The bottom line of the income statement when revenues and gains are less than the aggregate amount of cost of goods sold, operating expenses, losses, and income taxes (if the company is a regular corporation).
A long-term asset account that reports a company's cost of automobiles, trucks, etc. The account is reported under the balance sheet classification property, plant, and equipment. Depreciated over their useful lives.
A current asset account which includes currency, coins, checking accounts, and undeposited checks received from customers. The amounts must be unrestricted. (Restricted amounts should be recorded in a different account.)
A current asset representing the cost of supplies on hand at a point in time. The account is usually listed on the balance sheet after the Inventory account.
A related account is Supplies Expense, which appears on the income statement. The amount in the Supplies Expense account reports the amounts of supplies that were used during the time interval indicated in the heading of the income statement.
a noncurrent or long-term asset account which reports the cost of the equipment.
.... will be depreciated over its useful life by debiting the income statement account Depreciation Expense and crediting the balance sheet account Accumulated Depreciation (a contra asset account).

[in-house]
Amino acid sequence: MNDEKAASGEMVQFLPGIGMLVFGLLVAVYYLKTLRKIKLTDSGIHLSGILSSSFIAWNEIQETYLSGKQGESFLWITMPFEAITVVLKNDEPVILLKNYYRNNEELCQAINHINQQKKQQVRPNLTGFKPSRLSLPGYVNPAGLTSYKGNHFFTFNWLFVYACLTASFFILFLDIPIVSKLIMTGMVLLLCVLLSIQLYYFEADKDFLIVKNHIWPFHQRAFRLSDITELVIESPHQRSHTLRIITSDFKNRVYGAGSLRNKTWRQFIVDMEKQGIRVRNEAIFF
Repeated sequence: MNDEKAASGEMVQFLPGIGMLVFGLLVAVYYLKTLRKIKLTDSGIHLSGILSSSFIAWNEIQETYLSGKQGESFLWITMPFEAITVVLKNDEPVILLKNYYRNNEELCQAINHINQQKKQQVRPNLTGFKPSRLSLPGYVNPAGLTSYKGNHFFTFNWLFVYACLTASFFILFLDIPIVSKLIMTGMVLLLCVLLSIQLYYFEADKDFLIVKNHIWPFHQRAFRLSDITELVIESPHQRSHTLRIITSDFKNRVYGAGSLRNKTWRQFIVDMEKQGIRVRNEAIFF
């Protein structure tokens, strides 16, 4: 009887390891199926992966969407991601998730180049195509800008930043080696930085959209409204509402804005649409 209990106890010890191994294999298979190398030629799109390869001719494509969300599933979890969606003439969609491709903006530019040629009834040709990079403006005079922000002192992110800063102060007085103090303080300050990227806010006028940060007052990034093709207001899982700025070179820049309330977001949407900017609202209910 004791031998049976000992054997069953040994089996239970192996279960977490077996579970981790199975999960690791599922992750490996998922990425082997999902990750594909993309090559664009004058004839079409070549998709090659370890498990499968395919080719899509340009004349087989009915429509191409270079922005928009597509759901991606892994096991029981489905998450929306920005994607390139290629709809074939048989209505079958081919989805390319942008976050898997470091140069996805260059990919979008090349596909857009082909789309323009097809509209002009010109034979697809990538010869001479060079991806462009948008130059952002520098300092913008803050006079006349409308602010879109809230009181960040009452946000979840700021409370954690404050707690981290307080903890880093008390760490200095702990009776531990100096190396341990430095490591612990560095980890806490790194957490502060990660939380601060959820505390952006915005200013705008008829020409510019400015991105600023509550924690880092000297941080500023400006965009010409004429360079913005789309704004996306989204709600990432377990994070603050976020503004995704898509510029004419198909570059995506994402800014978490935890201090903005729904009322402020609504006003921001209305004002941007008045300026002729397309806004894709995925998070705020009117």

prepaid expense (expense)
A current asset representing amounts paid in advance for future expenses. As the expenses are used or expire, expense is increased and this account is decreased.
Insurance Expense (account)
The amount of insurance that was incurred/used up/expired during the period of time appearing in the heading of the income statement. The amount of insurance premiums that have not yet expired should be reported in the current asset account Prepaid Insurance.
Prepaid Insurance (account)
A current asset which indicates the cost of the insurance contract (premiums) that have been paid in advance. It represents the amount that has been paid but has not yet expired as of the balance sheet date.
A related account is Insurance Expense, which appears on the income statement. The amount in the Insurance Expense account should report the amount of insurance expense expiring during the period indicated in the heading of the income statement.
The accounting guideline requiring amounts in the accounts and on the financial statements to be the actual cost rather than the current value.
Accountants can show an amount less than cost due to conservatism, but accountants are generally prohibited from showing amounts greater than cost. (Certain investments will be shown at fair value instead of cost.)
This accounting guideline states that if doubt exists between two acceptable alternatives (in other words the accountant needs to break a tie), the accountant should choose the alternative that will result in a lesser asset amount and/or a lesser profit. A classic example is inventory where the replacement cost is less than the actual cost.
In short, the cost principle generally prevents assets from being reported at _____ than cost, while conservatism might require assets to be reported at _____ than their cost.
Depreciation Expense (account)
The income statement account which contains a portion of the cost of plant and equipment that is being matched to the time interval shown in the heading of the income statement. (does not apply to land)
worth, cost minus depreciation expense